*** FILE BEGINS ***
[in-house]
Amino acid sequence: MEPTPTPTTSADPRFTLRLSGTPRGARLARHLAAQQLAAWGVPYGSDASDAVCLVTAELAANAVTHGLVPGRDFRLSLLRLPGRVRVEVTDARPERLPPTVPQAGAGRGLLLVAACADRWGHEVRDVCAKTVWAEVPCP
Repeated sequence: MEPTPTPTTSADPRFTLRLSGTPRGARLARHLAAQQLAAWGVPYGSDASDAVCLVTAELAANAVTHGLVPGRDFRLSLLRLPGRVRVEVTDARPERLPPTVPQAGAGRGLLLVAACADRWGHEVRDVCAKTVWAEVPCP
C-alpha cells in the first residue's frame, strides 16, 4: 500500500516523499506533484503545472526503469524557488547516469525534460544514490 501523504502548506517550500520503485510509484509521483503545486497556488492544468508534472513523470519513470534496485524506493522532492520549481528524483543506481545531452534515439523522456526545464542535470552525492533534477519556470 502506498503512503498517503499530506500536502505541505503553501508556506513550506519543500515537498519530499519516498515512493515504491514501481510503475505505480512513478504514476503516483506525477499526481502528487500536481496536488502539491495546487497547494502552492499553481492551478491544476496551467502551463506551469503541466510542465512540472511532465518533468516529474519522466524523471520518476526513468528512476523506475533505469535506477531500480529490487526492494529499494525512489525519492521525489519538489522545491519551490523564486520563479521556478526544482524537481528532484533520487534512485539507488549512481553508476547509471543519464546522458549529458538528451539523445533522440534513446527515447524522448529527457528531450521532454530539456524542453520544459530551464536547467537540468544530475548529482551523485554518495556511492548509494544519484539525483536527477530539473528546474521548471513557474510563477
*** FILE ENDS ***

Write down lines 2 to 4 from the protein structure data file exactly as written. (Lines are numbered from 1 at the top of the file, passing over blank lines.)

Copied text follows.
Amino acid sequence: MEPTPTPTTSADPRFTLRLSGTPRGARLARHLAAQQLAAWGVPYGSDASDAVCLVTAELAANAVTHGLVPGRDFRLSLLRLPGRVRVEVTDARPERLPPTVPQAGAGRGLLLVAACADRWGHEVRDVCAKTVWAEVPCP
Repeated sequence: MEPTPTPTTSADPRFTLRLSGTPRGARLARHLAAQQLAAWGVPYGSDASDAVCLVTAELAANAVTHGLVPGRDFRLSLLRLPGRVRVEVTDARPERLPPTVPQAGAGRGLLLVAACADRWGHEVRDVCAKTVWAEVPCP
C-alpha cells in the first residue's frame, strides 16, 4: 500500500516523499506533484503545472526503469524557488547516469525534460544514490 501523504502548506517550500520503485510509484509521483503545486497556488492544468508534472513523470519513470534496485524506493522532492520549481528524483543506481545531452534515439523522456526545464542535470552525492533534477519556470 502506498503512503498517503499530506500536502505541505503553501508556506513550506519543500515537498519530499519516498515512493515504491514501481510503475505505480512513478504514476503516483506525477499526481502528487500536481496536488502539491495546487497547494502552492499553481492551478491544476496551467502551463506551469503541466510542465512540472511532465518533468516529474519522466524523471520518476526513468528512476523506475533505469535506477531500480529490487526492494529499494525512489525519492521525489519538489522545491519551490523564486520563479521556478526544482524537481528532484533520487534512485539507488549512481553508476547509471543519464546522458549529458538528451539523445533522440534513446527515447524522448529527457528531450521532454530539456524542453520544459530551464536547467537540468544530475548529482551523485554518495556511492548509494544519484539525483536527477530539473528546474521548471513557474510563477